Preview Impressions: Tom Clancy’s EndWar
If you’re like me, you’ve shunned strategy games since the first day you picked up a controller. I never expected that to change, but then came “EndWar.” I don’t know if it’s possible to convey how amazing of an experience “Tom Clancy’s EndWar” is here because it’s just one of those games you have to play to really appreciate just how innovative it is. I never thought I would be so impressed by a voice controlled strategy game, but it is one of the most immersive gaming experiences I have ever had.
The basic premise of the game is that World War III is immanent, and you are in control of one of the warring factions, and just like every other war game, the goal is to win. The first ten missions of the game you play as the three warring factions; the United States, Europe, and Russia, alternating between the three in the events that lead up to WWIII. At the end of this first set of missions (which essentially serve as the tutorial) you then pick which side you want to be in the final fight, the “EndWar” if you will. While Tom Clancy games are never short on a compelling story, the in-game action is where this game really shines.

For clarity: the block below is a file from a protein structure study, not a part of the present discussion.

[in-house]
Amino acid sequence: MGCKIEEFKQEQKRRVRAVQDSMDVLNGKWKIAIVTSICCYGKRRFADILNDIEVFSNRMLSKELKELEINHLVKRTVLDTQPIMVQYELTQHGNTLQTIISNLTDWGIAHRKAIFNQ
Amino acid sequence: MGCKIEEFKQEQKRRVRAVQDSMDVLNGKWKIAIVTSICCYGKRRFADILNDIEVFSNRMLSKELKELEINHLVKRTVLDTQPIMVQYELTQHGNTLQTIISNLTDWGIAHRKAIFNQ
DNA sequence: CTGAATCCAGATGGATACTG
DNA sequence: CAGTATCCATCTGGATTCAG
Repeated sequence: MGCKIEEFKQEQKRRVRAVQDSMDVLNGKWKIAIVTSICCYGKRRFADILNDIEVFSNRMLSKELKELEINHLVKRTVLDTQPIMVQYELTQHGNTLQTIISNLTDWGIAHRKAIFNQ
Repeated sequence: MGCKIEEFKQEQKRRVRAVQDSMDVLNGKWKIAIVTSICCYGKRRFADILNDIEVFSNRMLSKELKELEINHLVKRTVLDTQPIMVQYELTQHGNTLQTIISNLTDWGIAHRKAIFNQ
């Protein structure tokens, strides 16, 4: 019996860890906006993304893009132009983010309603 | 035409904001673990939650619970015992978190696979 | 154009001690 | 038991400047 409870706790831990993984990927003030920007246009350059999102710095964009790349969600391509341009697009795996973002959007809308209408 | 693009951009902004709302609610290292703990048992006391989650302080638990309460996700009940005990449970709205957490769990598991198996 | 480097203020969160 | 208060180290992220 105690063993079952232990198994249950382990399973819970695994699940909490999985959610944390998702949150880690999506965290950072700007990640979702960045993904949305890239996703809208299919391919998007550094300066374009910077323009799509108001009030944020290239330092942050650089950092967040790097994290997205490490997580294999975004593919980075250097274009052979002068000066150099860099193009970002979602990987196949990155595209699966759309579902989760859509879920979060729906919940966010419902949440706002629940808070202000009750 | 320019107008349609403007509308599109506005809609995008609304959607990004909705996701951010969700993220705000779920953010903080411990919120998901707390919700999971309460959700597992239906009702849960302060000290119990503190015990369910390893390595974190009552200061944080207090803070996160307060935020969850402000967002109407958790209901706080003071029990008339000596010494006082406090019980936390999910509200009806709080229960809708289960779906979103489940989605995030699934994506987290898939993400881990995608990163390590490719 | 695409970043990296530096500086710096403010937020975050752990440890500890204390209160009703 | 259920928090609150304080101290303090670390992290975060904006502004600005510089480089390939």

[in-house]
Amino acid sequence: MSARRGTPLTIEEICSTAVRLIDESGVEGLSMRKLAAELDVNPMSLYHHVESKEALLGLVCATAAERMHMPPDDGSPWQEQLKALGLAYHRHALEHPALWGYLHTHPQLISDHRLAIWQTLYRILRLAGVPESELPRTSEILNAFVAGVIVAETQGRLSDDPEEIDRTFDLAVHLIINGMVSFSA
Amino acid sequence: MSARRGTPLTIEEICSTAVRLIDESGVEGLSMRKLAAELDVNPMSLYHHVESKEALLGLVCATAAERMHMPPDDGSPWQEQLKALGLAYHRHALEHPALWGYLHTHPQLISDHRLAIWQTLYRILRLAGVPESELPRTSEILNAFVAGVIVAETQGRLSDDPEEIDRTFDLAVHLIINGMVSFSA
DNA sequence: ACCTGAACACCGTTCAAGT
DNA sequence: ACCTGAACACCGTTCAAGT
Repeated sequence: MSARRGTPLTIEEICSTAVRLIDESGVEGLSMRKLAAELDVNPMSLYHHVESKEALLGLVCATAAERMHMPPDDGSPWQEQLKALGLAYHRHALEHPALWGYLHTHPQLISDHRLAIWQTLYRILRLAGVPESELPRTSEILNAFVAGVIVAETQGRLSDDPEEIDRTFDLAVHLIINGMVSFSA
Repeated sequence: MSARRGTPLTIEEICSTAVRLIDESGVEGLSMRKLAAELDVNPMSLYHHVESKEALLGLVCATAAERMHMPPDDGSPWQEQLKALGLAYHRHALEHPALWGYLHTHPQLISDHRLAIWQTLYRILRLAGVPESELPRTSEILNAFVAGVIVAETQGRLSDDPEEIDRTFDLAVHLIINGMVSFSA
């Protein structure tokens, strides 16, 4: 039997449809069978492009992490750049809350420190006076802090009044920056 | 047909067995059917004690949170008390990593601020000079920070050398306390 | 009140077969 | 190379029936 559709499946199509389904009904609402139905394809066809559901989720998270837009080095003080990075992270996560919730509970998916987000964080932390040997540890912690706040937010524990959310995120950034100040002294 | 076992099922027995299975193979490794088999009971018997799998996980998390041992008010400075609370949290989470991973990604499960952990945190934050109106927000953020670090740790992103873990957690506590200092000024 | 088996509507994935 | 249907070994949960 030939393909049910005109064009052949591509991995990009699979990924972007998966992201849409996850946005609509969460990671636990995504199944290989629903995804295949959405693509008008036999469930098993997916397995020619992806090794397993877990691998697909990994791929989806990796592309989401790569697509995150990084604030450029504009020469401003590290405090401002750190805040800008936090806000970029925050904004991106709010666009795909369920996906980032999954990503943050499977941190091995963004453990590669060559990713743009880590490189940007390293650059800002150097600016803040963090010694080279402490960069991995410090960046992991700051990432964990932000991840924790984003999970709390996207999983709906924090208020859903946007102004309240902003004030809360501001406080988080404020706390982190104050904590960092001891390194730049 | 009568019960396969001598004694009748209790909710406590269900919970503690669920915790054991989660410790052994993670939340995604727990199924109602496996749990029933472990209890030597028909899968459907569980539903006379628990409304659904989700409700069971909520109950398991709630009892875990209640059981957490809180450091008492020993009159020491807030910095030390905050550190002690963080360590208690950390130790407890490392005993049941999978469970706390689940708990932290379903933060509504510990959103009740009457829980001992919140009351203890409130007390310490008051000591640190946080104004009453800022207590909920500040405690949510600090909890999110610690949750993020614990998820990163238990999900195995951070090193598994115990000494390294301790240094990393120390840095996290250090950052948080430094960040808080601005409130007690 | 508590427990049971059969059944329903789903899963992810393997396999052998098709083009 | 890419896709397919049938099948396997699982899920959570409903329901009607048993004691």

After four years of development Ubisoft Shanghai has completed an entirely voice controlled battlefield, where your movements are only limited by how quickly you can spit out your commands. For example, if you want your gun ships to move to target bravo, all you need to say is “Gunships move to target Bravo,” and they’ll be on their way. It may sound a bit complicated, but once you get into it, it is all very easy to get the hang of. Just in case you aren’t entirely familiar with battlefield lingo, there will be an ample amount of tutorial levels that walk you through the specific command chains that need to be said to complete your actions.
I’ve never really experimented too much with any kind of strategy game in the past, the closest that I’ve come is the “Advance Wars” series, and I realize that is in an entirely different category, but “EndWar,” much like “H.A.W.X.,” has convinced me that there is another genre out there that I might enjoy. Maybe I should give one of his books a shot, who knows, that might change my feelings on “reading.”